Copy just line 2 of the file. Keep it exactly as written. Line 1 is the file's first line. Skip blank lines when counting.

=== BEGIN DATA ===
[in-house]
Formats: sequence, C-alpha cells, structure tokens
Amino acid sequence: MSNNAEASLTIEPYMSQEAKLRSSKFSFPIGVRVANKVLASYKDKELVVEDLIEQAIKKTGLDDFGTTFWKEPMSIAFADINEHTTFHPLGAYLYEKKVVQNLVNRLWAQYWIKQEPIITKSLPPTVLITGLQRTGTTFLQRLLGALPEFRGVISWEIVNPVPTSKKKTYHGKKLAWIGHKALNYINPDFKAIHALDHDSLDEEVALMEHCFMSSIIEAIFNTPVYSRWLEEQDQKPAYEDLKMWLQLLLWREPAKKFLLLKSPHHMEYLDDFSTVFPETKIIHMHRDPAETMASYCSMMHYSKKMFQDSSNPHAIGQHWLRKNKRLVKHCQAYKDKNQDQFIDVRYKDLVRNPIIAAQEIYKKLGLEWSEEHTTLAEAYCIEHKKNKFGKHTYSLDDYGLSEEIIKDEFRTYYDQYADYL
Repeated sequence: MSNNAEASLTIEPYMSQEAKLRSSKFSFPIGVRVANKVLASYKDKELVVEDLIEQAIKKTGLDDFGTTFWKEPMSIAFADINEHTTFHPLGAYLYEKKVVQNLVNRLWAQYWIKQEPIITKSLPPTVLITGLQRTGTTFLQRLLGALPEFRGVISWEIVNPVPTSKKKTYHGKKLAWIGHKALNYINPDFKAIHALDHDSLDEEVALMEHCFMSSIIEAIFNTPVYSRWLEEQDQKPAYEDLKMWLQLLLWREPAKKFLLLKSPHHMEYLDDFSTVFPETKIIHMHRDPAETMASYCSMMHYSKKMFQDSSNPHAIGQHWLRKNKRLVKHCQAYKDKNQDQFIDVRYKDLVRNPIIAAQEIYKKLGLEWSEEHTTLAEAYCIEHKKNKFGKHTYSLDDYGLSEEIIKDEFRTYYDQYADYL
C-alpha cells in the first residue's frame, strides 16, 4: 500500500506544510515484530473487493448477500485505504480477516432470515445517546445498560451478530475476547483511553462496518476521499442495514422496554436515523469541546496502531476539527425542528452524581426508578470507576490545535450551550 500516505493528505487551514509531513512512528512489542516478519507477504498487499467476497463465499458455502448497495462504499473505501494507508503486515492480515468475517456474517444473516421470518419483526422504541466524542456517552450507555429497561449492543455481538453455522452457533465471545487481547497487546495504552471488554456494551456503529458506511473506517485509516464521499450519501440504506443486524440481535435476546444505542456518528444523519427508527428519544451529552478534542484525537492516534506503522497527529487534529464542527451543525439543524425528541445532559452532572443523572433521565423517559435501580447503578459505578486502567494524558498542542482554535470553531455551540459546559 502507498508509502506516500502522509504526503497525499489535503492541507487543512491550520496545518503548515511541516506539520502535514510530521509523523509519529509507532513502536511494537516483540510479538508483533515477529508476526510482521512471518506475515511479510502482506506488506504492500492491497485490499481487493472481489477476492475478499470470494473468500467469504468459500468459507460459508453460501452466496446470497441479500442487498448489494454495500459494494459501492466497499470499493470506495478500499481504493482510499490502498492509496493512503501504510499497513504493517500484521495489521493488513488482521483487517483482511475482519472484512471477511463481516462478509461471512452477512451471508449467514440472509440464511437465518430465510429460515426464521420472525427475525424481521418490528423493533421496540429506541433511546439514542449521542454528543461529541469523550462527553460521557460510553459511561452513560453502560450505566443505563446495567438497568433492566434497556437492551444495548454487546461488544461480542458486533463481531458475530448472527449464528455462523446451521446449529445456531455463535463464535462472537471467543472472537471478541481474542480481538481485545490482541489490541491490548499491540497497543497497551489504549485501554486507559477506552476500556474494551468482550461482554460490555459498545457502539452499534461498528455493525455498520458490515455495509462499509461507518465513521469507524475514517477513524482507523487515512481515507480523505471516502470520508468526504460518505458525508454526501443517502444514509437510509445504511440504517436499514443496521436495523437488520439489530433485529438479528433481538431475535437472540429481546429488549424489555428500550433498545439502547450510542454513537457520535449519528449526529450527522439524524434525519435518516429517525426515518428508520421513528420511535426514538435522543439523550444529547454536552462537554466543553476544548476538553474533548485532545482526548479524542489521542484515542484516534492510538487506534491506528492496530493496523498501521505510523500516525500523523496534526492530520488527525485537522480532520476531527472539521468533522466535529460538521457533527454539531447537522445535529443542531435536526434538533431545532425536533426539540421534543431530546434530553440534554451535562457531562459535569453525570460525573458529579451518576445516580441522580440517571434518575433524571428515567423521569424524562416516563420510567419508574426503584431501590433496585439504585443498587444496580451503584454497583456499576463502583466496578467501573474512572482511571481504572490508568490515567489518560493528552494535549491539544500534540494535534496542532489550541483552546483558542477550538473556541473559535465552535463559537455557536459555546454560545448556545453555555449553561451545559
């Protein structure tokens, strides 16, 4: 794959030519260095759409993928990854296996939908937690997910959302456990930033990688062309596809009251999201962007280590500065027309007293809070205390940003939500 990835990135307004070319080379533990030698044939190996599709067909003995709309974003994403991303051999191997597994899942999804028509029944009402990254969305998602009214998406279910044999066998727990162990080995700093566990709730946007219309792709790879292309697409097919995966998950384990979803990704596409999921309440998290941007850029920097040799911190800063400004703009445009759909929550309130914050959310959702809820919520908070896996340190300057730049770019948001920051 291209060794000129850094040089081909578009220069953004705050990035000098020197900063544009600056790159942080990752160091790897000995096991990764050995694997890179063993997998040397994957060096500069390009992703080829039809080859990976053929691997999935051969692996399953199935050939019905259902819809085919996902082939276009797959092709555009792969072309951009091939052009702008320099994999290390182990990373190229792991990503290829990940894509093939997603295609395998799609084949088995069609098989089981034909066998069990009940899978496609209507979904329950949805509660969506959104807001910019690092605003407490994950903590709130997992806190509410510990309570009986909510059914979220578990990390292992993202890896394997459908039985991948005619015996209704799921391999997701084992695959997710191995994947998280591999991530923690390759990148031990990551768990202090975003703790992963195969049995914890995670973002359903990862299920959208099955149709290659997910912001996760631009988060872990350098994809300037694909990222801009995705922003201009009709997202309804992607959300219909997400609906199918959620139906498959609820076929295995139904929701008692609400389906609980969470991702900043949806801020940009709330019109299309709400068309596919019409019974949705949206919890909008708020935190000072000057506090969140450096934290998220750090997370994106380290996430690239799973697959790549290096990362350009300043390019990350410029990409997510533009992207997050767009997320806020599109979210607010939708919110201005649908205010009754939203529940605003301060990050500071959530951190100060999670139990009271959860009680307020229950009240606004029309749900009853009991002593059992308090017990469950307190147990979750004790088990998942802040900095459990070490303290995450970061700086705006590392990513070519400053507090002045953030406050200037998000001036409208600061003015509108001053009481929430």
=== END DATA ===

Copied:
Formats: sequence, C-alpha cells, structure tokens